Daily News Portal

Living in Germany: Rent scams, strawberry queens and English words derived from German

Living in Germany is our weekly look at some of the news, talking points and gossip in Germany that you might not have heard about. Members can receive it directly to their inbox on Saturday by going to their newsletter preferences. We publish the article the following Monday.

If you’ve gone through the stress of searching for a flat in one of Germany’s larger cities in the last few years, you’ll be aware of how bad the renting situation has become. With rising prices and a shortage of flats, it’s hard to even get a viewing in some places like Munich and Berlin. The situation has resulted in criminals taking advantage of the situation and unfortunately, scams are getting more common. 

Our story this week on a woman who lost €4,000 trying to secure an apartment in Berlin shone a light on this issue. Helna, a software developer from India who was relocating to Berlin from Hamburg, went through the stress of five months of flat searching before finally being offered an apartment. She was asked to pay €4,066 upfront, which was equal to three months of rent plus a deposit, to get the flat.

Feeling the pressure, Helna signed the contract and made the bank transfer. When the agent started demanding more money a few days later, Helna began to realise she had been conned. After reporting the incident to the police, Helna is still waiting for an update on the investigation – three months on. 

Unfortunately, many people fall victim to these kinds of scams, and it’s not hard to see why. Many of the ads on sites like Immobilien Scout disappear in minutes due to an avalanche of people desperately applying for flats. So it’s easy for people’s personal data – like wage slips, ID and contact details – to fall into the wrong hands.

ImmobilenScout24 told The Local that they take fraud very seriously and aim to combat it along with police. But perhaps even more safeguards should be in place on sites like these to help people stay clear of fraudsters – especially if the difficult situation regarding housing is set to continue.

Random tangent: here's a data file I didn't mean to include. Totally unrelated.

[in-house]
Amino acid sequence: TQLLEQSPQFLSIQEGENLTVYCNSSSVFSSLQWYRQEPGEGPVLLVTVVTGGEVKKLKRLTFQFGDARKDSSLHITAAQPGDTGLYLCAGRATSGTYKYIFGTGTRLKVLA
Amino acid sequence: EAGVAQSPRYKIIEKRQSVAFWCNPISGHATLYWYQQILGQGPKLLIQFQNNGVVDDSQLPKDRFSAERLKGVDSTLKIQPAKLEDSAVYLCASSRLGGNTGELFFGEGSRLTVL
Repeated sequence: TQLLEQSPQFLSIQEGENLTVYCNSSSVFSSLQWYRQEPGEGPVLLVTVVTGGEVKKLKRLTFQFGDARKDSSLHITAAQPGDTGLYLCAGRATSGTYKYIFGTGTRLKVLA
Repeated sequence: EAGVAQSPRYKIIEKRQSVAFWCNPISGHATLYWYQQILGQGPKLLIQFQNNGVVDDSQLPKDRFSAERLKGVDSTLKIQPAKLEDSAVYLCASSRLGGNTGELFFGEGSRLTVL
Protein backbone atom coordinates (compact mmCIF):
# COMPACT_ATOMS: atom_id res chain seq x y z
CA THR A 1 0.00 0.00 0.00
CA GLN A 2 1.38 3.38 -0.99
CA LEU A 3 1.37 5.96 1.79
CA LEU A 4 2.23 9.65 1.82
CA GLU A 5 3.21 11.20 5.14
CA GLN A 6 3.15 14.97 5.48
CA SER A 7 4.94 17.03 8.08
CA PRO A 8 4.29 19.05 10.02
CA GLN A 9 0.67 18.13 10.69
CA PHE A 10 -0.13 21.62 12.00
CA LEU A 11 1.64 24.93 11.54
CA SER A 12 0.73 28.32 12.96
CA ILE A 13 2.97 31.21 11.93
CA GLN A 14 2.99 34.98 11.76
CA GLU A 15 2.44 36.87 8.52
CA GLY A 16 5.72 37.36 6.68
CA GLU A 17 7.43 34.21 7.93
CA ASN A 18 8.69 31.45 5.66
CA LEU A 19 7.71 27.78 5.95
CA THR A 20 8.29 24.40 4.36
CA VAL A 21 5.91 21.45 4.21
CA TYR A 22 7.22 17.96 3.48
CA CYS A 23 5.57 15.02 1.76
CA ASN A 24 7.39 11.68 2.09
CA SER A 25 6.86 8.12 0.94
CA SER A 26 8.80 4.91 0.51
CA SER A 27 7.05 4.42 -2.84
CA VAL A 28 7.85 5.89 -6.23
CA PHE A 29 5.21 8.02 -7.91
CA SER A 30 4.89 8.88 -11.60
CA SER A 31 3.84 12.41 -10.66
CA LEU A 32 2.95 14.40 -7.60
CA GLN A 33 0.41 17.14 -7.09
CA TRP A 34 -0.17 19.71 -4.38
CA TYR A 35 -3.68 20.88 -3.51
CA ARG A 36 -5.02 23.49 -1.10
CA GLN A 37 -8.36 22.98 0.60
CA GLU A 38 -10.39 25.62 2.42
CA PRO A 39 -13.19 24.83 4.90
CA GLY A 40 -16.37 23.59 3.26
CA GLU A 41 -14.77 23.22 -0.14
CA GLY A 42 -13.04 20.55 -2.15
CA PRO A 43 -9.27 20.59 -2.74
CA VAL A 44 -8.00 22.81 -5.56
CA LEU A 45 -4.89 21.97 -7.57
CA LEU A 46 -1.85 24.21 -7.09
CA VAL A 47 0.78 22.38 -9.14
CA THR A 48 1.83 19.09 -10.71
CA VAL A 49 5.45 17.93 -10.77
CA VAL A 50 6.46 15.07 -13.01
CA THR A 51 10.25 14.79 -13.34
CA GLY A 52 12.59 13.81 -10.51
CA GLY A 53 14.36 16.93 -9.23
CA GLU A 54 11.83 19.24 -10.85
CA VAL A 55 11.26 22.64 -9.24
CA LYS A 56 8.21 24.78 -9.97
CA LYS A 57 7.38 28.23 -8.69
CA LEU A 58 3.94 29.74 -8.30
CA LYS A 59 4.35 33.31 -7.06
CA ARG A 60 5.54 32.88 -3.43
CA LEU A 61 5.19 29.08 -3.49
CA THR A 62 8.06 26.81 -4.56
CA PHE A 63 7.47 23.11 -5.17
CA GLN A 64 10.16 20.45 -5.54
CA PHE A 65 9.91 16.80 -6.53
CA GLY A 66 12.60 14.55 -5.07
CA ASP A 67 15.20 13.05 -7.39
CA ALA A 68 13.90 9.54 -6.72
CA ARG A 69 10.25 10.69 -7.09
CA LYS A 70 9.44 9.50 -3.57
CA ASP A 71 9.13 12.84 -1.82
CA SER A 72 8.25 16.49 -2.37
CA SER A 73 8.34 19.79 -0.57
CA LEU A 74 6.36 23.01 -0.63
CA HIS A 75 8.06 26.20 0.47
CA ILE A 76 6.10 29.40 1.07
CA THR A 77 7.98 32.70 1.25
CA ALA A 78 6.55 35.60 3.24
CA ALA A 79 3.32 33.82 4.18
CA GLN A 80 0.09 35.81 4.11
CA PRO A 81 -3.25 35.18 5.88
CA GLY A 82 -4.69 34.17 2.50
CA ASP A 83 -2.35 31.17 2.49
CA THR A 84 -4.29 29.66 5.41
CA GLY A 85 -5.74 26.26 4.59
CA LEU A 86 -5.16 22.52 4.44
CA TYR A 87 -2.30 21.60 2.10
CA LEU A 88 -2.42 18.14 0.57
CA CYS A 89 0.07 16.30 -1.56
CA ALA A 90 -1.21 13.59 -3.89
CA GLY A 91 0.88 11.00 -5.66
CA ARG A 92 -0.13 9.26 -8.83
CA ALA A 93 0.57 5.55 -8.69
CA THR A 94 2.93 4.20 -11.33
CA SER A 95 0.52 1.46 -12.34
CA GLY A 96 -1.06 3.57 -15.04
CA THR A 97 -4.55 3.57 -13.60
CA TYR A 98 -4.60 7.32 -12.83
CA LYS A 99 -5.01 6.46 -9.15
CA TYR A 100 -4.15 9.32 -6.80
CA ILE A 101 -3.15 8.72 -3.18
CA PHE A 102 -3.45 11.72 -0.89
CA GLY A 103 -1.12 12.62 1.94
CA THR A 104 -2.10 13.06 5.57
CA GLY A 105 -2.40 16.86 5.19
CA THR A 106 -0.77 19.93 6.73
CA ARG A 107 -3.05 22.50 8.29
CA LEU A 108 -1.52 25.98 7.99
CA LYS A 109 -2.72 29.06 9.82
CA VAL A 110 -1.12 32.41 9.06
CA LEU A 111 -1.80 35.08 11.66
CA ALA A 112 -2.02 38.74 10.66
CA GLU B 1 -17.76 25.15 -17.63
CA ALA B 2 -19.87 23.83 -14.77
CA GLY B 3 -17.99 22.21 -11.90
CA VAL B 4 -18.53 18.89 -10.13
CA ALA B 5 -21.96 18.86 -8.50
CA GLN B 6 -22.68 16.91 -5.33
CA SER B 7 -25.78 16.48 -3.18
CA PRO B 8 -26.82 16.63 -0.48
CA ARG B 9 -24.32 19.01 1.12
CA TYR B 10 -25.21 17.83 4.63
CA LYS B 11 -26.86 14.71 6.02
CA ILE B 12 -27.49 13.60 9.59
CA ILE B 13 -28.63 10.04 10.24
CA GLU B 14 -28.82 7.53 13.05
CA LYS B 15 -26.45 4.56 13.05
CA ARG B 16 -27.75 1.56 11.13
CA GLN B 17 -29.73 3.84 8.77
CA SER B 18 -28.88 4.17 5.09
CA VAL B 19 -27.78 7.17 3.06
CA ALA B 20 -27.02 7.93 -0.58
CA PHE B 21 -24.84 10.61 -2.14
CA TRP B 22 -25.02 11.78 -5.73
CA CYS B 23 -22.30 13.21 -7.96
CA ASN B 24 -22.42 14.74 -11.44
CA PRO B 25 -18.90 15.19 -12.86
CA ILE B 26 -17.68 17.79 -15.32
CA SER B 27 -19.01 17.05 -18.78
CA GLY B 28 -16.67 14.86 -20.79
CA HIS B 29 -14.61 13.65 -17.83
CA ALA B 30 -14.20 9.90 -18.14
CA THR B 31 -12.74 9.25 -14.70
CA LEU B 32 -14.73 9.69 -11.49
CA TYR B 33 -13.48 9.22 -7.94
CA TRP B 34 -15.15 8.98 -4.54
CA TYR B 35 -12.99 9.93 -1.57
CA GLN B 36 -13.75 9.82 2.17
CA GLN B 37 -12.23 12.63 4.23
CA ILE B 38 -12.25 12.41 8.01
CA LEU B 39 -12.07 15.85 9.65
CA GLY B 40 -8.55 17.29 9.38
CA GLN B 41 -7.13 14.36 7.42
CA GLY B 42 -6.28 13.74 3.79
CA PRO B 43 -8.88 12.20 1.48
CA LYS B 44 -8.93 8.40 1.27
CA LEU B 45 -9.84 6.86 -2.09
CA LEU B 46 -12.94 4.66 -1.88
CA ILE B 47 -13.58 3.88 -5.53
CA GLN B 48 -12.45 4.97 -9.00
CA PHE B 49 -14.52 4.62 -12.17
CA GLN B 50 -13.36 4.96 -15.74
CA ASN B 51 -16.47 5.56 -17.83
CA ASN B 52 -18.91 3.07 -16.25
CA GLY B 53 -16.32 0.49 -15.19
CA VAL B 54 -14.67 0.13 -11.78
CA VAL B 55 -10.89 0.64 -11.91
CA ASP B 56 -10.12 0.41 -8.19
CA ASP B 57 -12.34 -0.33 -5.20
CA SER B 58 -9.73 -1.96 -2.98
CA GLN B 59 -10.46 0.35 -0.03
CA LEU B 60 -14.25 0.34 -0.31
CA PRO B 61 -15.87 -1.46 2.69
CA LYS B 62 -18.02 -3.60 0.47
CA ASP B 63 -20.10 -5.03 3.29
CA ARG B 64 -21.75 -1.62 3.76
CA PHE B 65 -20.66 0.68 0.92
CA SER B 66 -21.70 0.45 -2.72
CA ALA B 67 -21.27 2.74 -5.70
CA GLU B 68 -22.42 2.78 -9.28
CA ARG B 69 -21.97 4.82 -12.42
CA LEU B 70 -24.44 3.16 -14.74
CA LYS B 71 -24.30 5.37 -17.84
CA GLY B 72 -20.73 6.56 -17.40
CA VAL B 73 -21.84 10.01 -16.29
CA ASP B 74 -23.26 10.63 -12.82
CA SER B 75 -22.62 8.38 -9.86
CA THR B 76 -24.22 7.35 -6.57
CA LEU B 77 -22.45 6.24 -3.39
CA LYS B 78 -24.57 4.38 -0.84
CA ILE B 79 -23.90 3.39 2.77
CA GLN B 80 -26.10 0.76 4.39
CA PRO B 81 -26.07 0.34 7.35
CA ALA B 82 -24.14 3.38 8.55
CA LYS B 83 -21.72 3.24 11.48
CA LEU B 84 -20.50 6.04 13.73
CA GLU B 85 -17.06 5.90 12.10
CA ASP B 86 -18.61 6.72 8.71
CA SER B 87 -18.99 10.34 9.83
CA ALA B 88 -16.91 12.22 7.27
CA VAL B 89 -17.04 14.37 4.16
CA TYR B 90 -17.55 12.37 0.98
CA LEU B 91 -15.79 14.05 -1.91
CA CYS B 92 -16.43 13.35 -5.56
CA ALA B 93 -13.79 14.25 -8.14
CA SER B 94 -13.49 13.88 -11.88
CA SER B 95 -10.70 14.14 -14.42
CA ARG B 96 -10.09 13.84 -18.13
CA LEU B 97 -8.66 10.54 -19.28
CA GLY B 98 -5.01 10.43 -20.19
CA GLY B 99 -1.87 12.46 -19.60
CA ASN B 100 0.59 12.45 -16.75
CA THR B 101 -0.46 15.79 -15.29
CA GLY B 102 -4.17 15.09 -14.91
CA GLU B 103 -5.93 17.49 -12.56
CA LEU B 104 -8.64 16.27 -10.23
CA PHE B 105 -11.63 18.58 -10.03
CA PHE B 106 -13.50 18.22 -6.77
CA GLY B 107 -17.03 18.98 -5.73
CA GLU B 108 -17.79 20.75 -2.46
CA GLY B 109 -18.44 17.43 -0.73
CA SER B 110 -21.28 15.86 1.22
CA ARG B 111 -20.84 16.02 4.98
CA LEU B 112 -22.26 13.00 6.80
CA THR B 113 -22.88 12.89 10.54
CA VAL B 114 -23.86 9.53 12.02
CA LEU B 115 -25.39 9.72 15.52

Tweet of the week

Those of us who live in Germany have to get used to carrying coins and notes in our wallets because many places still don’t accept card payments. We might forget how strange the cash obsession is to people visiting Germany from abroad. 

Where is this?

Photo: DPA/Friso Gentsch

As you probably know, Germany takes its food seasons very seriously – just think of Spargelzeit (asparagus season) and the Spargelköniginnen (asparagus queens) that pop up every year in spring and early summer. But perhaps you’re not aware that strawberry season or Erdbeersaison is a big deal, too. You might also see the odd Erdbeerkönigin at this time of year.

The strawberry queen from Oldenburger Münsterland in Lower Saxony is pictured here throwing sweets into the crowd at the Stoppelmarkt festival parade. The traditional festival has been taking place for 725 years. And, yes, there are lots of strawberries!

Did you know?

The English language emerged from a mish-mash of different languages, cultures and influences, and has Germanic roots. So it’s perhaps no surprise that many German words are used in modern English, such as ‘angst’ and ‘doppelgänger’. But did you know that delicatessen derives from German?

Delicatessen shops came from the German “Delikatesse”, meaning delicacies. But it gets more complex. The German word has its roots in the Latin “delicatus” and the French word “délicatesse”. But the French term for a fine foods shop is actually “une épicerie fine”.

Shops called ‘delicatessens’ were first opened in New York and London by German proprietors, such as Lingner’s Delicatessen on London’s Old Compton Road in Soho, recorded in 1877. Read more on the origins of German words used in English here.

Compiled by Rachel Loxton

Read More:Living in Germany: Rent scams, strawberry queens and English words derived from German